The comment by Myers-Smith and Myers focuses on three main points: (i) the lack of a mechanistic explanation for climate-selection relationships, (ii) the appropriateness of the climate data used in our analysis, and (iii) our focus on estimating climate-selection relationships across (rather than within) taxonomic groups. We address these critique...
Article
Full-text available
Climate change will fundamentally alter many aspects of the natural world. To understand how species may adapt to this change, we must understand which aspects of the changing climate exert the most powerful selective forces. Siepielski et al. looked at studies of selection across species and regions and found that, across biomes, the strongest sou...
Article
Full-text available
Climate change has the potential to affect the ecology and evolution of every species on Earth. Although the ecological consequences of climate change are increasingly well documented, the effects of climate on the key evolutionary process driving adaptation - natural selection - are largely unknown. We report that aspects of precipitation and pote...
Article
Full-text available
Humans challenge the phenotypic, genetic, and cultural makeup of species by affecting the fitness landscapes on which they evolve. Recent studies show that cities might play a major role in contemporary evolution by accelerating phenotypic changes in wildlife, including animals, plants, fungi, and other organisms. Many studies of ecoevolutionary ch...
Article
Full-text available
Humans have dramatic, diverse, and far-reaching influences on the evolution of other organisms. Numerous examples of this human-induced contemporary evolution have been reported in a number of “contexts”, including hunting, harvesting, fishing, agriculture, medicine, climate change, pollution, eutrophication, urbanization, habitat fragmentation, bi...
Article
Cope's rule, wherein a lineage increases in body size through time, was originally motivated by macro-evolutionary patterns observed in the fossil record. More recently, some authors have argued that evidence exists for generally positive selection on individual body size in contemporary populations, providing a micro-evolutionary mechanism for Cop...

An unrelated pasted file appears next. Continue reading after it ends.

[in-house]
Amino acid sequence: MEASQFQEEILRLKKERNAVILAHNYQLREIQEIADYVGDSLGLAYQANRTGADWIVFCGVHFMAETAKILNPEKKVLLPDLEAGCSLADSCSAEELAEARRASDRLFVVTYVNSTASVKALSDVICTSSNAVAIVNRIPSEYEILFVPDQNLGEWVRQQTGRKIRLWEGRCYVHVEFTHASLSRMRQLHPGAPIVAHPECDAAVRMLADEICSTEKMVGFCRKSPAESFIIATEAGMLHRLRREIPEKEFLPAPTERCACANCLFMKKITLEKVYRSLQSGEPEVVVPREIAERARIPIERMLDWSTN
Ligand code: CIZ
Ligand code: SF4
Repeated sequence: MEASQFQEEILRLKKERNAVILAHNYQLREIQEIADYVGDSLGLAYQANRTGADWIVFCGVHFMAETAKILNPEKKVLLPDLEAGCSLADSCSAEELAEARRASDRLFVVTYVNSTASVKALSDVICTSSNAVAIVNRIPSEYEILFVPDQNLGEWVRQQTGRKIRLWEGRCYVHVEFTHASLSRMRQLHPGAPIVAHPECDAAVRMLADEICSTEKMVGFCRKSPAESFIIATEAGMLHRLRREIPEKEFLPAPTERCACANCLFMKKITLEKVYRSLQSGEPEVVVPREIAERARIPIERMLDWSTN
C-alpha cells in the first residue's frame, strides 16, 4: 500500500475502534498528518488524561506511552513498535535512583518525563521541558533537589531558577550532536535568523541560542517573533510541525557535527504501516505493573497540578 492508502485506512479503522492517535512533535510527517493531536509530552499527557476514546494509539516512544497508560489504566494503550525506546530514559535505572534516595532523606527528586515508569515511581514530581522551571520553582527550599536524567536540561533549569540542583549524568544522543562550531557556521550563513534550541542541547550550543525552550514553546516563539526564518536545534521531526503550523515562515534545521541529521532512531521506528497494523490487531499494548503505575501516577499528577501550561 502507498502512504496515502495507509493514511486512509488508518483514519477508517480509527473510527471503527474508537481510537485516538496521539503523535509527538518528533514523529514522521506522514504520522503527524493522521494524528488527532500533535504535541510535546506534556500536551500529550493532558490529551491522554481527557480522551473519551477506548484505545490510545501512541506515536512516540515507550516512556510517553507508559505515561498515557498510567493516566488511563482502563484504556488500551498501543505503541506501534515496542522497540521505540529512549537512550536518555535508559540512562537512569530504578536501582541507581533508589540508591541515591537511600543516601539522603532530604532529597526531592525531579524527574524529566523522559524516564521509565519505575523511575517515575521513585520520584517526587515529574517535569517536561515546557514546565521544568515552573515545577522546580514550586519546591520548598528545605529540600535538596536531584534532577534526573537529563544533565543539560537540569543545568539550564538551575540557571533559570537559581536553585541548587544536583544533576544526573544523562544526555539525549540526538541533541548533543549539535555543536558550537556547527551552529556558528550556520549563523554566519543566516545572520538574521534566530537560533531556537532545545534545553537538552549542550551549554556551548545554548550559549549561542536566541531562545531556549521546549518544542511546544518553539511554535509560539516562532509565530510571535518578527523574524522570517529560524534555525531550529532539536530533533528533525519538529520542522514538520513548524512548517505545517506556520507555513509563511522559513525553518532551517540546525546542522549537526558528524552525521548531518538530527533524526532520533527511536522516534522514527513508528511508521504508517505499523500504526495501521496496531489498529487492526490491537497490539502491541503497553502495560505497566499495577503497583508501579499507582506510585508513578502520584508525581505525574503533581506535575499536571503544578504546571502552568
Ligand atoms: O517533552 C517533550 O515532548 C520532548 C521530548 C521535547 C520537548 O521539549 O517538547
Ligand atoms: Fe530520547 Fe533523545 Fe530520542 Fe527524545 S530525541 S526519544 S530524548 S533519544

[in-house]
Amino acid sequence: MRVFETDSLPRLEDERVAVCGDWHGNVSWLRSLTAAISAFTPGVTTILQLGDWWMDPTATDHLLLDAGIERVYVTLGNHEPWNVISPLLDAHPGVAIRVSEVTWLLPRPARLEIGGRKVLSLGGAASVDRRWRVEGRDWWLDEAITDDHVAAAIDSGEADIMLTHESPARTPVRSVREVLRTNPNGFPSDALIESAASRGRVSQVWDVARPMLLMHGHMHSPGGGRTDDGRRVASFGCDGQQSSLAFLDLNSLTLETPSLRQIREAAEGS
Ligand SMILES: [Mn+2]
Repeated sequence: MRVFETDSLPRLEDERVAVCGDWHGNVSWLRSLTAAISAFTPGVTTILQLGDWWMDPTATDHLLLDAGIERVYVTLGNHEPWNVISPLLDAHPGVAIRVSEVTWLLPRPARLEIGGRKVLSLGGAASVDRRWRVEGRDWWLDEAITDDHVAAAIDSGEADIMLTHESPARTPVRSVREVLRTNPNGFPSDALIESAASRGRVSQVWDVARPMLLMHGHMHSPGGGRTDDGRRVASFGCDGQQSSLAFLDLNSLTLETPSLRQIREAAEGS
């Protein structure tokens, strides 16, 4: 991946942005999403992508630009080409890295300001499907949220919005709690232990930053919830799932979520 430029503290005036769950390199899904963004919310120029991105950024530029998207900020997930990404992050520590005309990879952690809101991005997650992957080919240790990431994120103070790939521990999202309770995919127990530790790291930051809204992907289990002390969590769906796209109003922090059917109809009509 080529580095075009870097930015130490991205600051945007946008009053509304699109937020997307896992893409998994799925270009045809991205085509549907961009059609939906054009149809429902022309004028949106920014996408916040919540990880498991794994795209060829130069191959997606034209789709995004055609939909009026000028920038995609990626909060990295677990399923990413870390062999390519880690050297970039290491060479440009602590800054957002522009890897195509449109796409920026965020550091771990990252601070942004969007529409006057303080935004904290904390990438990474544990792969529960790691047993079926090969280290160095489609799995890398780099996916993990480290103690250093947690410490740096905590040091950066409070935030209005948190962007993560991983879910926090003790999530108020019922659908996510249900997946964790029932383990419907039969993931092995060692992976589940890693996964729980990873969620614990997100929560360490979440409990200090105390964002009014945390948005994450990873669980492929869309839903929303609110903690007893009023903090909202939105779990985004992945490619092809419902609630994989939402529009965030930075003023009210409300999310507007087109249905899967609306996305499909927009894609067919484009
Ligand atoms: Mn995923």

Article
Galapagos Mockingbirds (Mimus parvulus) are opportunistic feeders that have been observed engaging in a variety of unusual predatory behaviors. Here, we report on a specific behavior that we observed: a Galapagos Mockingbird preying on an invasive mammal by repeatedly hitting it on the ground. We discuss the reasons that the mockingbird might have...
Conference Paper
Background/Question/Methods Our current understanding of general features of natural selection in the wild has focused on determining major patterns in the form and strength, as well as the temporal dynamics of selection. One of the remaining challenges is to understand the spatial dynamics of selection. Spatial variation in environmental feature...
Article
Full-text available
Dissolved oxygen (DO) can be a strong predictor of intraspecific variation in morphology and physiology in fishes. In the African cichlid Pseudocrenilabrus multicolor victoriae Seegers, 1990, fish reared under low DO develop larger gills, deeper bodies, and larger, wider heads than full siblings reared under high DO, which could influence swim perf...
Article
This study tested the prediction that hypoxia may reduce the frequency of energetically expensive behaviours by quantifying male mating and aggressive displays in the cichlid Pseudocrenilabrus multicolor victoriae after long-term acclimation (5 months) to either high dissolved oxygen (DO) or low DO. Regardless of DO treatment, males engaged in more...